In the last few years, organic bananas have been popping up in Canadian grocery stores. No longer segregated to natural food outlets, organic bananas are now featured regularly in the nation’s mainstream food chains.
How did this happen? How did this change in Canadian eating habits come about?
That story is the tale of a revolution in the banana business – a tale of transformation from large industrial production using harmful chemicals to small-scale farming rooted in natural practices and fair trade returns.
And Oikocredit has played a small but important role in this transformation.
To check out this story, on June 17, I visited APPBOSA, the Asociación de Pequeños Productores de Banano Orgánico Samán y Anexos, a fair trade and organic banana producer in the village of Saman, Peru. I visited the facility with about 25 other Oikocredit staff and volunteers as one of four Oikocredit partner tours during our week-long Annual General Meeting in Peru.
APPBOSA has a fascinating history. It dates to the 1970s land reform movement that provided properties to landless Peruvian peasants. Without training or capital, the land reform movement died, and thousands of farmers were unable to effectively make use of the land they were given.
In Saman in 2003, about 100 of these farmers gathered to form an association. Their dream was to form a co-operative of banana producers that would export their produce around the world. In 2006, APPBOSA was established and by 2008 was ready to start exports. Then the financial crisis hit and export markets dried up. “All the export companies thought we would go bankrupt,” Aingeru Garcia, the youthful Spanish-born general manager of the co-op said to our group through a translator.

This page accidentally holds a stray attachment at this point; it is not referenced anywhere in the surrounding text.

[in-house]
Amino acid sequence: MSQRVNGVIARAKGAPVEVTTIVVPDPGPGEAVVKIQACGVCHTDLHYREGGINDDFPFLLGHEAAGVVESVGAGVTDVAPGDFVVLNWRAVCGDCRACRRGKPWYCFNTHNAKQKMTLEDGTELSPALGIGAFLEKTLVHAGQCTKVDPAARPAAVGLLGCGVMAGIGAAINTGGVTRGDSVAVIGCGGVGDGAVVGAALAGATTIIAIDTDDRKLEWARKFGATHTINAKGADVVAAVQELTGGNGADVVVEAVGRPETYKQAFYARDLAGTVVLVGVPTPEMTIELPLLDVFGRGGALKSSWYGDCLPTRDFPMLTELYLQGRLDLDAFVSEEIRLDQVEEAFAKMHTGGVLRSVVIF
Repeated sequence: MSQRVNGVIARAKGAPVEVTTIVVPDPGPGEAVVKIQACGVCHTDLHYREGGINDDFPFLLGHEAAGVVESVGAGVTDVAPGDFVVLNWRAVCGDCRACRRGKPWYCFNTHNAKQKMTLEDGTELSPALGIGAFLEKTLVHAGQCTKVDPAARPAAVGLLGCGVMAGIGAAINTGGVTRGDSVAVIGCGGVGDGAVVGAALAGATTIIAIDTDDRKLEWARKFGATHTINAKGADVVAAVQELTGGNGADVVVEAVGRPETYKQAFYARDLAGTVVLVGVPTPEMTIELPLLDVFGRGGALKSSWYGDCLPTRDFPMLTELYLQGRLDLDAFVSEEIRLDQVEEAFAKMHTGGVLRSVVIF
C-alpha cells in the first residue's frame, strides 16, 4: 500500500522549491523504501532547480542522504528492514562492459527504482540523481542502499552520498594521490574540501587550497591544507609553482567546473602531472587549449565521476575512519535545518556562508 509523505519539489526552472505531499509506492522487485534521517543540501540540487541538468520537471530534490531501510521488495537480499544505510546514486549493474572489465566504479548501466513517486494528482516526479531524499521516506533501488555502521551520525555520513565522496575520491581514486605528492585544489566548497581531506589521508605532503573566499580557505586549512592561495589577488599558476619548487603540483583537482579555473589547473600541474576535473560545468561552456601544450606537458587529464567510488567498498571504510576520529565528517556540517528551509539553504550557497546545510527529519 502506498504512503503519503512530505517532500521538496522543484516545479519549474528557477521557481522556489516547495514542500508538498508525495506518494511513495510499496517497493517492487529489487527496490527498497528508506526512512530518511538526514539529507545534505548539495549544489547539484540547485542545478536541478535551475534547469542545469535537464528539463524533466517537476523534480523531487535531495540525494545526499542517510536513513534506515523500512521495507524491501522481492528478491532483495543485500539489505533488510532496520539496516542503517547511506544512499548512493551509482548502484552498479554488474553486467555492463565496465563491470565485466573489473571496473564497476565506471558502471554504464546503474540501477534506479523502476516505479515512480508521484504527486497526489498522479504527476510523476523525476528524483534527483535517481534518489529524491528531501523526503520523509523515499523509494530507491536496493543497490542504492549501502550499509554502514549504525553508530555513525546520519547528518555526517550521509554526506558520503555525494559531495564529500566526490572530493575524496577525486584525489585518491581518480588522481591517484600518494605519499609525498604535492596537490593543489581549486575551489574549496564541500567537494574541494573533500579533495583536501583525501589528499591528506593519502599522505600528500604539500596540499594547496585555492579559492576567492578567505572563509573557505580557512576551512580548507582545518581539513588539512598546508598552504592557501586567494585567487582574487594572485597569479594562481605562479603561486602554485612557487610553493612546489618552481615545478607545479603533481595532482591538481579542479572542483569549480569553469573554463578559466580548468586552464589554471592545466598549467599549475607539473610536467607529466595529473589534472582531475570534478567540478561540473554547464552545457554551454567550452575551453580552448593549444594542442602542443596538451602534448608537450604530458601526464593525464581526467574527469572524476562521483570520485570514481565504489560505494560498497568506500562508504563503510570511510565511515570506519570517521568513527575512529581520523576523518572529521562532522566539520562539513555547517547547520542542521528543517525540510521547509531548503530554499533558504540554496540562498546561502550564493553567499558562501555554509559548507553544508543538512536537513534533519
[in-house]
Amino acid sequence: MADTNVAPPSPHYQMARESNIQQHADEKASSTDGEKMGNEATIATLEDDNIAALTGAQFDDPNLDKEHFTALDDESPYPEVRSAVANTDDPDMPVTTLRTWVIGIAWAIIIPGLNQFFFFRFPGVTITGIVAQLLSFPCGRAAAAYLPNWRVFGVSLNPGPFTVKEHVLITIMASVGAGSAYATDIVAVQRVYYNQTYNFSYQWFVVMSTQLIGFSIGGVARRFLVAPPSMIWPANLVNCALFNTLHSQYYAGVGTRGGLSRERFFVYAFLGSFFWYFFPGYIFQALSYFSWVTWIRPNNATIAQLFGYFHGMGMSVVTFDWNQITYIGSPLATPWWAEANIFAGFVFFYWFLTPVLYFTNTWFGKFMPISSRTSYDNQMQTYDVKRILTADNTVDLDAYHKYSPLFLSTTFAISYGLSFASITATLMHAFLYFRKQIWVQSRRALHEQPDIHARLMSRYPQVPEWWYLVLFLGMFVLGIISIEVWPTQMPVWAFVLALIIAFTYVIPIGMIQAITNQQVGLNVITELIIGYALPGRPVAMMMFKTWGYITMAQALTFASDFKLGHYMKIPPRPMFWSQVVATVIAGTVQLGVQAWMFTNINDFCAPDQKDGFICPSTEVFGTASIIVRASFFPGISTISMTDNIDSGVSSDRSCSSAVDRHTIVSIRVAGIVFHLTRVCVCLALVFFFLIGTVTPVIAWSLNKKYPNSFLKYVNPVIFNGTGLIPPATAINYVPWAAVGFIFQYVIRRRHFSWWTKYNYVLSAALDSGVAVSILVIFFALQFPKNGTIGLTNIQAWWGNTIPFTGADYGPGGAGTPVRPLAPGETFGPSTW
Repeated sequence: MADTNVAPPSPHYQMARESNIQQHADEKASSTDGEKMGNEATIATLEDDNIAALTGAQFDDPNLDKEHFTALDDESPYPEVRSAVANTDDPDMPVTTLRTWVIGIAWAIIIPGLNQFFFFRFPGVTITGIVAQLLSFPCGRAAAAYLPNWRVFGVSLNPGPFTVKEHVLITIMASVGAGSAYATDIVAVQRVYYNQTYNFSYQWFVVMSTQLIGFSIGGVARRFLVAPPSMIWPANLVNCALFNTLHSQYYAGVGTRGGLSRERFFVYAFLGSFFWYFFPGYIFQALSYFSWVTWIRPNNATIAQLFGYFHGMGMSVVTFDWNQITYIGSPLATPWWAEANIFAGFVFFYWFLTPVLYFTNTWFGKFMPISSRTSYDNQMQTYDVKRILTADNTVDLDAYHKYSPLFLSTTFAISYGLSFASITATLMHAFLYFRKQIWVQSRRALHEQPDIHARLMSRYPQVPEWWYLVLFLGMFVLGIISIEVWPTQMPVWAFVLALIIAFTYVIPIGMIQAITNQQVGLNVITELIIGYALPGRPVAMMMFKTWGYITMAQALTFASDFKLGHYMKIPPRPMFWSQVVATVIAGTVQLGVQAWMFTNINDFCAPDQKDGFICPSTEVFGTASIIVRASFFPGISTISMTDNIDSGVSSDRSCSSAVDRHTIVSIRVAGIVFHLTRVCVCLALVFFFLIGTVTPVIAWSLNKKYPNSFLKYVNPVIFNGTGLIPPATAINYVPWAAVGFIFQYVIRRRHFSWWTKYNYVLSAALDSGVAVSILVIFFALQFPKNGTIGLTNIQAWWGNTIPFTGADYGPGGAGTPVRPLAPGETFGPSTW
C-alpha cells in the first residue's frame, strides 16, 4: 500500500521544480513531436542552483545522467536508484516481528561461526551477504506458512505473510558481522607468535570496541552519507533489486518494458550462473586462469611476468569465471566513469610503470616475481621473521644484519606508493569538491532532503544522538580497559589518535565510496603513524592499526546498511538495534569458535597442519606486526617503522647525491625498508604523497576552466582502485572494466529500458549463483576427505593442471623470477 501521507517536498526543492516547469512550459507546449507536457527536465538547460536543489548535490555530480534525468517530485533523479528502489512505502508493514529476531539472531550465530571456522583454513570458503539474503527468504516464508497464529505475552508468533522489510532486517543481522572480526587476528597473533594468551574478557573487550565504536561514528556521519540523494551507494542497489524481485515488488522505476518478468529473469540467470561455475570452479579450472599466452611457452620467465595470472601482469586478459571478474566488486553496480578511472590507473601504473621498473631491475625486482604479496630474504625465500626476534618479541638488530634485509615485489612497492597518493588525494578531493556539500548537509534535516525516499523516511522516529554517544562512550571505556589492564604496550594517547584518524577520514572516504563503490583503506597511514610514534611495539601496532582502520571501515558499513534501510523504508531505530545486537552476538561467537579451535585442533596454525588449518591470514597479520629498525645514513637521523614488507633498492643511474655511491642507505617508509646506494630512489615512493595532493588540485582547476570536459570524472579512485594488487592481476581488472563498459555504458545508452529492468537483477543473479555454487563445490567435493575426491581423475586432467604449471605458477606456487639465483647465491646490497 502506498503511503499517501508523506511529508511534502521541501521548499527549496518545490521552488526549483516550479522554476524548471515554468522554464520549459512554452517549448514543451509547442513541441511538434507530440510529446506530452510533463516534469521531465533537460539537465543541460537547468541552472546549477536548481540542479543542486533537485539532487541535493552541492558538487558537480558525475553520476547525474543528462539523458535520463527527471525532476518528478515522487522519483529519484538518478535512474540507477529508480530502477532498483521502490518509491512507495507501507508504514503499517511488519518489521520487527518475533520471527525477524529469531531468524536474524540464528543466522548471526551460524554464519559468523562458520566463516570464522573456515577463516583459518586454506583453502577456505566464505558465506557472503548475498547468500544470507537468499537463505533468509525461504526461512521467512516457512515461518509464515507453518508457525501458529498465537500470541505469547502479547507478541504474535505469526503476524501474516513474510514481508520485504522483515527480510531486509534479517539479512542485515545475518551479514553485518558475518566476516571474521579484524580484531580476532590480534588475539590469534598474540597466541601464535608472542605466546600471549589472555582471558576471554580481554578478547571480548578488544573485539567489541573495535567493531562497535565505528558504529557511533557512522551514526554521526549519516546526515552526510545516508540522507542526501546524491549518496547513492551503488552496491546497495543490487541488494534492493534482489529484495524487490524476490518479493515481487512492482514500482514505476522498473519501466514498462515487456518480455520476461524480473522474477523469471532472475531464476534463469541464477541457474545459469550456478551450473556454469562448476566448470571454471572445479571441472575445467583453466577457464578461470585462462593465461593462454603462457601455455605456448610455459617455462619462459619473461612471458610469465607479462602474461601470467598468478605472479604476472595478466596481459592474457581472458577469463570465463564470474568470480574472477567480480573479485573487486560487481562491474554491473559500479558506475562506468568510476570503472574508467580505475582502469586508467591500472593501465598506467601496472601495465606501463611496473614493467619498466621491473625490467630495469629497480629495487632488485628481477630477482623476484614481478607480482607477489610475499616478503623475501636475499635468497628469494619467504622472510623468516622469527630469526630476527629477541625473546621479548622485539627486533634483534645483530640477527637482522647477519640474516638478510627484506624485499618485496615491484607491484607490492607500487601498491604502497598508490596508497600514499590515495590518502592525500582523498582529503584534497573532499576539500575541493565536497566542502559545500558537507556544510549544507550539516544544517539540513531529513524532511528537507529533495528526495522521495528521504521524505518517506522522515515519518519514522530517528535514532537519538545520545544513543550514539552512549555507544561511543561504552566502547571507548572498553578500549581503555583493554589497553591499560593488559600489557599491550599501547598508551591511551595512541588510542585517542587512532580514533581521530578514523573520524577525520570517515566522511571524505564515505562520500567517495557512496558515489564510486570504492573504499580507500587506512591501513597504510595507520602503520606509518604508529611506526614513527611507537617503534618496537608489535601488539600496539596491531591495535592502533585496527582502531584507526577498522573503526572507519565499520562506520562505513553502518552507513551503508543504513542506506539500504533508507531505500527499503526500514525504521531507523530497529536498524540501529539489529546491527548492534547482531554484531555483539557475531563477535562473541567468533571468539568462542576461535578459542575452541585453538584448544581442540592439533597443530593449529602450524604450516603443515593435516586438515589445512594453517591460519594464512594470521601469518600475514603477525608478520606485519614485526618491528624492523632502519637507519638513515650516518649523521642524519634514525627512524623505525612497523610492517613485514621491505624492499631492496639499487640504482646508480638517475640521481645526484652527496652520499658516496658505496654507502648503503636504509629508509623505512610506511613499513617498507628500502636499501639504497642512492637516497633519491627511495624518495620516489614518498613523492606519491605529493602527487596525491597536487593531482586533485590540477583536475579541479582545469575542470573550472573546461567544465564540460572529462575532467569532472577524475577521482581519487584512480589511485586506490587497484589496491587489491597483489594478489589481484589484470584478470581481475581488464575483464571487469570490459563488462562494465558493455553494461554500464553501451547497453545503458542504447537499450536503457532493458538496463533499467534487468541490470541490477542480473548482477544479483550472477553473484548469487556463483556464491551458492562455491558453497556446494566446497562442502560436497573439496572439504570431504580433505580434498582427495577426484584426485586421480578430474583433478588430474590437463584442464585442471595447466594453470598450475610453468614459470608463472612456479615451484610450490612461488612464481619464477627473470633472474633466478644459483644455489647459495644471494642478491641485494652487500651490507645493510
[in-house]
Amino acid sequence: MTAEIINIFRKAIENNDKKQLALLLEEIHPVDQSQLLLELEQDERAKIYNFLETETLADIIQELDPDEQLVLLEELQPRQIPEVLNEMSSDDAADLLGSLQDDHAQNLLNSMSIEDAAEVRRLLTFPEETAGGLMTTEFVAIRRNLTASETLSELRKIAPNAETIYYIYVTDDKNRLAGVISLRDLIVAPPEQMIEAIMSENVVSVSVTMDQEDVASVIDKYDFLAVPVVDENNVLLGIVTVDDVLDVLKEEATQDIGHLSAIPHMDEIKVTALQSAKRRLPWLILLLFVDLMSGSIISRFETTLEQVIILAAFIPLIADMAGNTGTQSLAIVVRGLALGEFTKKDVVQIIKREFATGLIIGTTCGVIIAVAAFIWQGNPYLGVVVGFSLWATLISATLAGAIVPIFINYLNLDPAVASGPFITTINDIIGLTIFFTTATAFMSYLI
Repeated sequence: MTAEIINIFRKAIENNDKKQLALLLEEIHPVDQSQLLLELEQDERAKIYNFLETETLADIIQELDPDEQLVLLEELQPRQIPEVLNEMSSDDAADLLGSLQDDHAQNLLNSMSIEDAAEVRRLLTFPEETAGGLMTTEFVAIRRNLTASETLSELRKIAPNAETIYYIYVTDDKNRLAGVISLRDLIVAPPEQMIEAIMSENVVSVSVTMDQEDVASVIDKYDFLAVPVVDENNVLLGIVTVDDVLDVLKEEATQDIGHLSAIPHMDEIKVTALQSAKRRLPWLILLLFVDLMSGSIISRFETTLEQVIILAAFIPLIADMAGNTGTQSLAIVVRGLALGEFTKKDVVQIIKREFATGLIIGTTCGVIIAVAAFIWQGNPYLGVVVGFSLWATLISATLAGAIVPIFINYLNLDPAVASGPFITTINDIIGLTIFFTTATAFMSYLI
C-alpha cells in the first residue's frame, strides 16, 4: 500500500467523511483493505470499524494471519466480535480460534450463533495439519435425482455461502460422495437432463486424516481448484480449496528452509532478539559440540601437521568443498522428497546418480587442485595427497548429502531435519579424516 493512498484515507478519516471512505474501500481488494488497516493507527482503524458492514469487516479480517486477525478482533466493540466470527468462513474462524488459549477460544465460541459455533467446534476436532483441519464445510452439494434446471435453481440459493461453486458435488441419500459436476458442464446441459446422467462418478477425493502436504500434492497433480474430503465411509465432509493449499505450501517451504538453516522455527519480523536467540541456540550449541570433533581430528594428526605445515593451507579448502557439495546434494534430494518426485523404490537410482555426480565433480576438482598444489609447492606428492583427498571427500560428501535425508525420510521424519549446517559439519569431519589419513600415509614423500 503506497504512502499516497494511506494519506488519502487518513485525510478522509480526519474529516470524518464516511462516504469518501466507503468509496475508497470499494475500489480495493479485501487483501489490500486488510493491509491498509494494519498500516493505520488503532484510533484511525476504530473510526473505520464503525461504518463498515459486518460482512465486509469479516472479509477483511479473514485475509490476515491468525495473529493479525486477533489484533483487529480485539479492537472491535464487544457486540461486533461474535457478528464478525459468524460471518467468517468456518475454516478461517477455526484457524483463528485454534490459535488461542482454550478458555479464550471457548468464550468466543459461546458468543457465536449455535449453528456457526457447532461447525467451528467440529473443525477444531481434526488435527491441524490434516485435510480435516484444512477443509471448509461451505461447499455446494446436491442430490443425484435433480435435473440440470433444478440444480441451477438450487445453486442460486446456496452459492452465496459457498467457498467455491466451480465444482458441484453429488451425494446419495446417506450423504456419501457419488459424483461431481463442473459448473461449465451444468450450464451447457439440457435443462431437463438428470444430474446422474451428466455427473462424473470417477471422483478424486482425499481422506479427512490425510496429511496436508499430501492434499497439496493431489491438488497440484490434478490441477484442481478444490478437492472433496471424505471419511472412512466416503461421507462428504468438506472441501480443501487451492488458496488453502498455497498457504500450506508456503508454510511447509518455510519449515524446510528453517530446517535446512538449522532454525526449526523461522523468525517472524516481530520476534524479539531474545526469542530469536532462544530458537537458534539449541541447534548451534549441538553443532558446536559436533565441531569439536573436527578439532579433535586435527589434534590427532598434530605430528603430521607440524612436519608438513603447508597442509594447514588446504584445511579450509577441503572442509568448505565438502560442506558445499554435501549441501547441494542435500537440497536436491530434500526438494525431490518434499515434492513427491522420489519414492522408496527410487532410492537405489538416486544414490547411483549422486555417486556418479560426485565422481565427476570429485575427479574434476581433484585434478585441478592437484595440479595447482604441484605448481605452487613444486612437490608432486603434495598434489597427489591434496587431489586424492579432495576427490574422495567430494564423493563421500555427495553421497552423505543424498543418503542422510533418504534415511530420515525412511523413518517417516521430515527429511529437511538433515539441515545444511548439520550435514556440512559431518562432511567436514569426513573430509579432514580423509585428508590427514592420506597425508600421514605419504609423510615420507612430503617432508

But the group persevered, and started shipping in 2009.
Shortly after, Oikocredit’s staff in Peru found out about APPBOSA and was attracted by the co-op’s fair trade and organic production. Garcia explained to Oikocredit staff that productivity was hampered by the fact that producers and labourers had to lug heavy branches of banana fruit many hundreds of metres to the packing plant, a time consuming process that led to a high level of fruit damage.
Oikocredit provided some capacity building grant funding to hire a consultant to establish a cable system allowing farmers to bring their fruit smoothly to the plant on a mechanized track. That was followed by a €150,000 loan to build the track system, and a follow on €150,000 credit line for operating capital.
Today, APPBOSA has about 420 farmers in its co-op, and employs 200 people to process, pack and ship its product to the US, Canada and Europe. Incomes of the farmers are higher, and they use part of the fair trade premium to fund a health insurance plan.
While things look bright for APPBOSA, the co-op has serious concerns about drought. Northern Peru is in a year-long drought caused by climate change which is putting pressure on aging and overtaxed irrigation systems. To adapt, the co-op will have to build new wells and update its reservoir, which could be costly. This will require new sources of capital.
APPBOSA leads the way
APPBOSA’s share of the global organic banana market is small, but it is leading the way in Peru, one of the biggest players in this market. Last year, APPBOSA was recognized by farm organizations in Peru as the leader in sustainable growth and good management. And Peru is an important supplier to the global organic banana market, representing about 20 per cent of all organic bananas in the world.
Oikocredit has strengthened and solidified this courageous group of farmers, helping them to realize their dream of exporting their product to the world. In a small way, Oikocredit has contributed to the transformation of the simple banana on two continents. In the process, it is helping to foster healthier eating and fairer economic production worldwide.